9 Sentence Variety The seven coordinating conjunctions are also known as FONYBAS words. If These words are written out, the first letter of each one spells FONYBAS. For Or Nor Yet But And So www.booksbyalfredtaylor.com9

10 Sentence Variety Joining two simple sentences together with a semicolon does not create a strong sentence; however, it does create a sentence that is awkward and difficult to understand. This type of sentence may have worked in high school, but college instructors expect well developed sentences. I hate semicolons! www.booksbyalfredtaylor.com10

11 Sentence Variety John fought crime; he enjoyed it. These two sentences seem to be completely unrelated when joined with a semicolon. John fought crime, so he enjoyed it. When joined with a coordinating conjunction, the sentence’s meaning is more clear. www.booksbyalfredtaylor.com11

12 Sentence Variety Each time the coordinating conjunction is changed the meaning also changes. John fought crime, for he enjoyed it. John fought crime, yet he enjoyed it. John fought crime, but he enjoyed it. John fought crime, and he enjoyed it. John fought crime, so he enjoyed it. www.booksbyalfredtaylor.com12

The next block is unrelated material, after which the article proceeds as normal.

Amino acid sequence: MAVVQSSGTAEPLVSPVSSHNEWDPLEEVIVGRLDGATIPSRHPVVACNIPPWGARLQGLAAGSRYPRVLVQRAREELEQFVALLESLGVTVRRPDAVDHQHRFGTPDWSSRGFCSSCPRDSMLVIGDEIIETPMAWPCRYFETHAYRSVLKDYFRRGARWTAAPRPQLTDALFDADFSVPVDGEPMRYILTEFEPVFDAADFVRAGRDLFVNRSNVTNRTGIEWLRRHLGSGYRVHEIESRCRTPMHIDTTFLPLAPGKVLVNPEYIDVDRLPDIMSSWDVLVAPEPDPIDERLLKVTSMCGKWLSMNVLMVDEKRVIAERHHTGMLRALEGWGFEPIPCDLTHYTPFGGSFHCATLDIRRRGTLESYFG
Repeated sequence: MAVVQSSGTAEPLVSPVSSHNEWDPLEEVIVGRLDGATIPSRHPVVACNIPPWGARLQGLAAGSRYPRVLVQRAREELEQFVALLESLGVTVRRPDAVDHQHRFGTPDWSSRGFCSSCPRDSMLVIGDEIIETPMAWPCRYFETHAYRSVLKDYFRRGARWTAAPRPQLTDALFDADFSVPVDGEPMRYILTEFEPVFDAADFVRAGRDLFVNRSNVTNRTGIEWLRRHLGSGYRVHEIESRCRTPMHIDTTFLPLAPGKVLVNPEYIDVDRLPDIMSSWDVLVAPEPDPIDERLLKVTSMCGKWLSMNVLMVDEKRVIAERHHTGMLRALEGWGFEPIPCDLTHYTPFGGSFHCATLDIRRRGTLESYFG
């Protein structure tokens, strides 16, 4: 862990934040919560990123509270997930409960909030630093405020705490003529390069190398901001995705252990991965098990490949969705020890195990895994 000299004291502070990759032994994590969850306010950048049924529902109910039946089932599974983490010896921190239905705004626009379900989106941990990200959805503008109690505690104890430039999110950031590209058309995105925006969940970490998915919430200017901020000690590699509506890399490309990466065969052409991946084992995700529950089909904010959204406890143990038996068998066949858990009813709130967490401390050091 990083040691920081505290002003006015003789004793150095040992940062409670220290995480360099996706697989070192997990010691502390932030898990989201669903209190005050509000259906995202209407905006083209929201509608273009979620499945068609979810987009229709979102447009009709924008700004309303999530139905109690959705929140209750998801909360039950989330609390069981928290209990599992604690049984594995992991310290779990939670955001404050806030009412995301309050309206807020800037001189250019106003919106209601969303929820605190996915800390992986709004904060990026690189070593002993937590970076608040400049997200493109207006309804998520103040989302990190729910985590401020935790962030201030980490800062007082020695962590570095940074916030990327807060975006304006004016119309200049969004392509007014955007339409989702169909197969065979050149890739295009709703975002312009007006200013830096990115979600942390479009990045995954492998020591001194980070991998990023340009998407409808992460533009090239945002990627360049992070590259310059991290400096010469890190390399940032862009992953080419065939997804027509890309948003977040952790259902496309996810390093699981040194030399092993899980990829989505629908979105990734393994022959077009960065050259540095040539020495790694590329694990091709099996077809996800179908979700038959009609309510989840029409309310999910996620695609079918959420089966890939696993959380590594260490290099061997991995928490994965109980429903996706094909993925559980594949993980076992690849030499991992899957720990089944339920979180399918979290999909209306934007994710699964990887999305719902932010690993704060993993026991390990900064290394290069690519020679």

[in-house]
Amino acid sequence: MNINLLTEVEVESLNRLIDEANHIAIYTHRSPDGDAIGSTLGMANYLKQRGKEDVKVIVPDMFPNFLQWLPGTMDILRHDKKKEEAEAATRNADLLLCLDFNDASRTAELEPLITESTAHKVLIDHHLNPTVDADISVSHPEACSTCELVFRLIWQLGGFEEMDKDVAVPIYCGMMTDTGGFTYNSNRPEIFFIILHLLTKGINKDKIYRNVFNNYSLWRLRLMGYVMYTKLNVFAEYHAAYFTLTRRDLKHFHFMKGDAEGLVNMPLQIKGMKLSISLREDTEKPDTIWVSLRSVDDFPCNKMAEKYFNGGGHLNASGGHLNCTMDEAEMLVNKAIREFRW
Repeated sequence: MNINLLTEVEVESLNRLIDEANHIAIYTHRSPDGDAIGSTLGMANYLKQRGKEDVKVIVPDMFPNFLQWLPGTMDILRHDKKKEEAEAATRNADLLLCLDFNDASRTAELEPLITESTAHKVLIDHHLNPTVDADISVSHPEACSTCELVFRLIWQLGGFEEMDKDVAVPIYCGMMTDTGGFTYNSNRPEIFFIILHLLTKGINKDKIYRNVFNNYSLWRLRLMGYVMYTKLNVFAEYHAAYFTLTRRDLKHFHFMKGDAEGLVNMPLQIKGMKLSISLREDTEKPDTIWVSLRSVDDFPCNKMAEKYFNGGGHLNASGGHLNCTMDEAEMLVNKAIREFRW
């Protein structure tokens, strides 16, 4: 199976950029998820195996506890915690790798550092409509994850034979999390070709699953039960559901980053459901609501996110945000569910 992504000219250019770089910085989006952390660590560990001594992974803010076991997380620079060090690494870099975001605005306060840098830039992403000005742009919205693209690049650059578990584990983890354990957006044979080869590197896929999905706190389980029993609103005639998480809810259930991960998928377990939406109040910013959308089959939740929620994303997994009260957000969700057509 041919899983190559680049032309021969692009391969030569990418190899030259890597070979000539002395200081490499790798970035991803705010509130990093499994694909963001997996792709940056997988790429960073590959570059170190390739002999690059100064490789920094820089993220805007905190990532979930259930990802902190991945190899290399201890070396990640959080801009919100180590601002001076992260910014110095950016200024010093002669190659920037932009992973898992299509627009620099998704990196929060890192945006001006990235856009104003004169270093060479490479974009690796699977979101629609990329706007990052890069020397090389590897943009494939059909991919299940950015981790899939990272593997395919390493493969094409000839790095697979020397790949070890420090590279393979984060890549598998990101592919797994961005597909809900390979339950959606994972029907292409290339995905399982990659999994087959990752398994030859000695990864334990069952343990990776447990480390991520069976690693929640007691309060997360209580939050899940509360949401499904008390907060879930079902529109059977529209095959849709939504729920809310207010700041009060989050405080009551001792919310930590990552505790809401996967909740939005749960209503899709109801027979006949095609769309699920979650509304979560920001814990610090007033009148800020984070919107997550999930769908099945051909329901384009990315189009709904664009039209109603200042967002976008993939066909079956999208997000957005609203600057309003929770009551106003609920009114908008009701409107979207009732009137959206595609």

13 Sentence Variety sub verb obj. C.C. Subverb obj. John fought crime, and he enjoyed it. This is a compound sentence because it has a complete sentence on both sides of the coordinating conjunction, the sentences make sense together, and the coordinating conjunction makes sense with the sentences. www.booksbyalfredtaylor.com13

14 Sentence Variety John fought crime, or he enjoyed it. John fought crime, nor he enjoyed it. These are examples of faulty coordination since the coordinating conjunction does not make sense with the sentences it is connecting. www.booksbyalfredtaylor.com14

15 Sentence Variety John fought crime, so computers hate people who have poor usage skills. This is another example of faulty coordination because these two sentences don’t make any logical sense together. www.booksbyalfredtaylor.com15

16 Sentence Variety #4 Expletive Sentence An expletive construction consists of “there” or “it” plus a form of the verb “be.” There was a man from Amalthea. It is a good day to read a book. www.booksbyalfredtaylor.com16

17 Sentence Variety Forms of “Be” I am You are He/She/It Is I was You were He/She/It was I will be We/They are We/They will be I/You/They have been www.booksbyalfredtaylor.com17